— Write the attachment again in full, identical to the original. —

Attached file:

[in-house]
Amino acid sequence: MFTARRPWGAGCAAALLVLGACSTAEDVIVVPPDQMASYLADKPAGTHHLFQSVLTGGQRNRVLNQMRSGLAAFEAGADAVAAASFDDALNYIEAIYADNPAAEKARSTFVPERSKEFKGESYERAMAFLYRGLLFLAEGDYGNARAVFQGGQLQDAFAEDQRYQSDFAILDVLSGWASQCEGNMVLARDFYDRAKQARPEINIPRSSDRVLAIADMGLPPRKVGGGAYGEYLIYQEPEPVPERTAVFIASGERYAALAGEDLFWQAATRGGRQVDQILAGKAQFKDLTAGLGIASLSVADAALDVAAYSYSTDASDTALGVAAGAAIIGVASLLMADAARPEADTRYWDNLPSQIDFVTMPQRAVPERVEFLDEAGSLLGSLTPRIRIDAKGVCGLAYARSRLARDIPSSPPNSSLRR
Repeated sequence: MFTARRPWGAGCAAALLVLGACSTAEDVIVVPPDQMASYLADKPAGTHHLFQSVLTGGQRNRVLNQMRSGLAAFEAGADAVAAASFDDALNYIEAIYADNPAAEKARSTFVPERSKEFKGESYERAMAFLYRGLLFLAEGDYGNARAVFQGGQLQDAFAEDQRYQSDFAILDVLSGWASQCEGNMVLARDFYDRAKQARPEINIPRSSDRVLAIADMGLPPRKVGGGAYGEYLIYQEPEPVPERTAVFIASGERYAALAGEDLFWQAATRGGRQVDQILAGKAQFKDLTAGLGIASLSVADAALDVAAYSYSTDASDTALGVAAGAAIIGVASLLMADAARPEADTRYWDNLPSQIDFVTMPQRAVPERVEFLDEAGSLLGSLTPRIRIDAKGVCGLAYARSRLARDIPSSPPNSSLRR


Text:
[in-house]
Amino acid sequence: MFTARRPWGAGCAAALLVLGACSTAEDVIVVPPDQMASYLADKPAGTHHLFQSVLTGGQRNRVLNQMRSGLAAFEAGADAVAAASFDDALNYIEAIYADNPAAEKARSTFVPERSKEFKGESYERAMAFLYRGLLFLAEGDYGNARAVFQGGQLQDAFAEDQRYQSDFAILDVLSGWASQCEGNMVLARDFYDRAKQARPEINIPRSSDRVLAIADMGLPPRKVGGGAYGEYLIYQEPEPVPERTAVFIASGERYAALAGEDLFWQAATRGGRQVDQILAGKAQFKDLTAGLGIASLSVADAALDVAAYSYSTDASDTALGVAAGAAIIGVASLLMADAARPEADTRYWDNLPSQIDFVTMPQRAVPERVEFLDEAGSLLGSLTPRIRIDAKGVCGLAYARSRLARDIPSSPPNSSLRR
Repeated sequence: MFTARRPWGAGCAAALLVLGACSTAEDVIVVPPDQMASYLADKPAGTHHLFQSVLTGGQRNRVLNQMRSGLAAFEAGADAVAAASFDDALNYIEAIYADNPAAEKARSTFVPERSKEFKGESYERAMAFLYRGLLFLAEGDYGNARAVFQGGQLQDAFAEDQRYQSDFAILDVLSGWASQCEGNMVLARDFYDRAKQARPEINIPRSSDRVLAIADMGLPPRKVGGGAYGEYLIYQEPEPVPERTAVFIASGERYAALAGEDLFWQAATRGGRQVDQILAGKAQFKDLTAGLGIASLSVADAALDVAAYSYSTDASDTALGVAAGAAIIGVASLLMADAARPEADTRYWDNLPSQIDFVTMPQRAVPERVEFLDEAGSLLGSLTPRIRIDAKGVCGLAYARSRLARDIPSSPPNSSLRR